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 ARCHIVED TOPIC: Low tuned banjo with radiused fingerboard

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Ken LeVan - Posted - 07/31/2022:  06:03:45

I just finished a group of banjos, all different.  One of them is a low-tuned­—what you would call a “John Hartford” type banjo—John performed with several banjos, all  tuned to standard G tuning, but different pitches.  His favorite was a banjo tuned to E with heavier strings.  He liked the mid range.

This banjo is that kind of banjo.   I’ve always been intrigued by this idea, and made one along these lines for a guitarist in 2013, but that one was tuned to G—This one is tuned to E.  It has 24 frets,the additional two frets added at the pot end.

This gives it a central bridge position, which is normal for a “John Hartford” configuration.

Here’s my drawing of it:


Here’s a picture of the actual banjo—top tension, with my particular kind removable resonator / flange assembly, making a clean openback


It plays in E open, just like a Vega Pete Seeger longneck, except that it has a 26 1/4” scale as opposed to a 32” scale.  If you put a capo on the third fret,it plays in G, just like a Seeger,except that now it has a 24 1/4” scale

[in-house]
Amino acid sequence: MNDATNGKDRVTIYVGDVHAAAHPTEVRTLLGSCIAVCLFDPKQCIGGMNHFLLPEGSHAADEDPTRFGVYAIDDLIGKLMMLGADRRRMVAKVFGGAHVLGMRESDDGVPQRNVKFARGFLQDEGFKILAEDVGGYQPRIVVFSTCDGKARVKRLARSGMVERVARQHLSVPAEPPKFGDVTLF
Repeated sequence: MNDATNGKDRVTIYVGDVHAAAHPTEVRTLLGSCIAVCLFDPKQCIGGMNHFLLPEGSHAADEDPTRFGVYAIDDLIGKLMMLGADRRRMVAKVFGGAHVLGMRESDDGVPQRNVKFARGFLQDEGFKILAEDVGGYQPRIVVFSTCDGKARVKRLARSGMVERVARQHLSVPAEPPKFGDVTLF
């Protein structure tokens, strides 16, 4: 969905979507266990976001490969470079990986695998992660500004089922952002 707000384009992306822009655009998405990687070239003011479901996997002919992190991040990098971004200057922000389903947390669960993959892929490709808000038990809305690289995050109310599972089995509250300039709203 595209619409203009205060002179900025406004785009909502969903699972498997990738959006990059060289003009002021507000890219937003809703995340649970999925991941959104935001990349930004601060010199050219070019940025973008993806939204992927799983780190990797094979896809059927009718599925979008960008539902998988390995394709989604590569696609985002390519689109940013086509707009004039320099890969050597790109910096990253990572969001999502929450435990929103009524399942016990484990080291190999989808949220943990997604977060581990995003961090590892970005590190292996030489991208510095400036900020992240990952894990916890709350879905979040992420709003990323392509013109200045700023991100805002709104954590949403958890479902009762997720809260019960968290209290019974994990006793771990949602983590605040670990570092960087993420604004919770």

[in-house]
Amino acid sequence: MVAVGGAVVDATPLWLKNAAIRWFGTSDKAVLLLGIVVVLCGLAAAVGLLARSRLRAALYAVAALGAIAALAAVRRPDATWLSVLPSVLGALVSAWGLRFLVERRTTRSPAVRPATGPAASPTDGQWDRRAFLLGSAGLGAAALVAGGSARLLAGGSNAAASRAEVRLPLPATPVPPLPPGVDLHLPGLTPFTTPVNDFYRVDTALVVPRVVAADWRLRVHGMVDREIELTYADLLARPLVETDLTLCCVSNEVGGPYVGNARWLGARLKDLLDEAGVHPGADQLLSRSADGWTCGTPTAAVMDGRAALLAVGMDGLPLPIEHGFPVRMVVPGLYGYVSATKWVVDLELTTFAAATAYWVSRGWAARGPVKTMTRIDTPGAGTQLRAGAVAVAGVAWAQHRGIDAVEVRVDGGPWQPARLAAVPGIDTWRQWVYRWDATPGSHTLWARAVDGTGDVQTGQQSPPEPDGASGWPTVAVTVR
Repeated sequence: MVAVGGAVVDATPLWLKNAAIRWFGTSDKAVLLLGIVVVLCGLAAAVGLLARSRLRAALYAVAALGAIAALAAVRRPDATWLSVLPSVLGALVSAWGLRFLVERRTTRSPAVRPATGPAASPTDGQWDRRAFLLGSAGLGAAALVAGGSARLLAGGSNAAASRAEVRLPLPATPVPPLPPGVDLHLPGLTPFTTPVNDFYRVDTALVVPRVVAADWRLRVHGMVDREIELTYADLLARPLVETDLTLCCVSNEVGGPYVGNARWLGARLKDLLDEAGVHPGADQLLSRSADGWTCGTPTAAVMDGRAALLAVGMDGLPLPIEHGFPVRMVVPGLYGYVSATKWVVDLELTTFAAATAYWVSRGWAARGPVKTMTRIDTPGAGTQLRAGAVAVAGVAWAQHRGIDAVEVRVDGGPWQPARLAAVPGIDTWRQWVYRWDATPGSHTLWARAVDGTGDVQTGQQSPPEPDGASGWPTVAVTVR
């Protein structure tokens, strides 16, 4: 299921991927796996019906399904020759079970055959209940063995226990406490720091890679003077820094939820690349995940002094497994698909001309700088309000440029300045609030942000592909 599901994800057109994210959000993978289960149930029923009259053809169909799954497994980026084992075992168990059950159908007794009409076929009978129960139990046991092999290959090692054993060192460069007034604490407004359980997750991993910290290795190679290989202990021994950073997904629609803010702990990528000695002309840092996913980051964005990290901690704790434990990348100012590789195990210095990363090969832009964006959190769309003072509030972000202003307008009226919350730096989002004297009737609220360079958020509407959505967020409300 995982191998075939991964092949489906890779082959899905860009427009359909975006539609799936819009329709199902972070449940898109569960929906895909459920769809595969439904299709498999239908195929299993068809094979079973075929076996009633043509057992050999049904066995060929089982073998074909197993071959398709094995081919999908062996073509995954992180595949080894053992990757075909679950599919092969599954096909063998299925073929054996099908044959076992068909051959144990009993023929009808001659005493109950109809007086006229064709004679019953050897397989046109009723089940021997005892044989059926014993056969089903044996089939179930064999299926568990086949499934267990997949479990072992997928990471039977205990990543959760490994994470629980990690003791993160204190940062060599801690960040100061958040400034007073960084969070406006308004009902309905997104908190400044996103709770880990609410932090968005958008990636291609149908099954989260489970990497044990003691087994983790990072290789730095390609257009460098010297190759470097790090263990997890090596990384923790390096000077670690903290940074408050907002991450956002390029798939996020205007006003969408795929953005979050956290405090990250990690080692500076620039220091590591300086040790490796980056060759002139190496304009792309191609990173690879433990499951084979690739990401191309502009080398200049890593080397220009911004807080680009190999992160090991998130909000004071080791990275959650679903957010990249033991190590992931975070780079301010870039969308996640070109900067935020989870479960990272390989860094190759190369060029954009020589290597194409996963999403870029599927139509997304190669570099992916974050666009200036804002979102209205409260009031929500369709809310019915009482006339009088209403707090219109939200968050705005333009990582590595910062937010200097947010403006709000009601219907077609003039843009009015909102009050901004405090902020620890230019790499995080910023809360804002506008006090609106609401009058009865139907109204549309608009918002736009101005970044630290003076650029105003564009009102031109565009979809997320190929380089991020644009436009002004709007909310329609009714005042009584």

The neck is Honduras mahogany which has been “speed-neck” finished with Osmo in the playing part. The fingerboard has a 12” radius—same as most Gibson guitars.  The peghead top has my recently developed chamfered edge.  It's hard to see the finish change on the neck because of the color of the mahogany, but you can feel it.

Here’s the pot.  You see the top tension construction.  The little black bolt on the bracket band is one of four that attach the resonator via tabs on the flange plate.  The rim is laminated, maple interior and mahogany (sapele) on the surface . Honduras mahogany rim cap.

The resonator has a sapele veneer, herringbone and rope purfling and is French polished.

It has a carbon fiber matrix tone ring with a 6061 aluminum skirt



Here in a “Mantega” view, —you see the radius of the nut, fingerboard and bridge

This is strung 12-14-20W-26W-12—pretty heavy strings for me, but it’s easy to play.  One thing I discovered (I should have known) is that a moon bridge doesn’t work with a wound third string, so at the very last minute as I was going through the chromatic scale on every string I realized I had to make a straight bridge, actually bumped out a hair at the third string.  So, the bridge in my photos is not the final bridge on this banjo.

Here are a couple of sound files (played with the moon bridge)—one, a verse of a familiar John Hartford tune, the other a few bars of Pretty Polly played without the resonator.

Edited by - Ken LeVan on 07/31/2022 06:21:11

banjodobro56 - Posted - 07/31/2022:  07:28:24

Wonderful work as always. Thanks for sharing the photos and the philosophies.

lazlototh - Posted - 07/31/2022:  10:04:31

I picked up a Go Vox plectrum banjo for parts a couple months ago. It was a synthesizer banjo made in the 60's. It came with heavy strings including a wound third string. I wondered about how that would be to play and sound.
It is a real honker! Lots of volume. Nice banjo overall. I just need to forget about the fifth string.
I need to order more heavy strings.
Hartford would have loved your banjo!

PaulRF - Posted - 07/31/2022:  17:42:20

Excellent as usual Ken.


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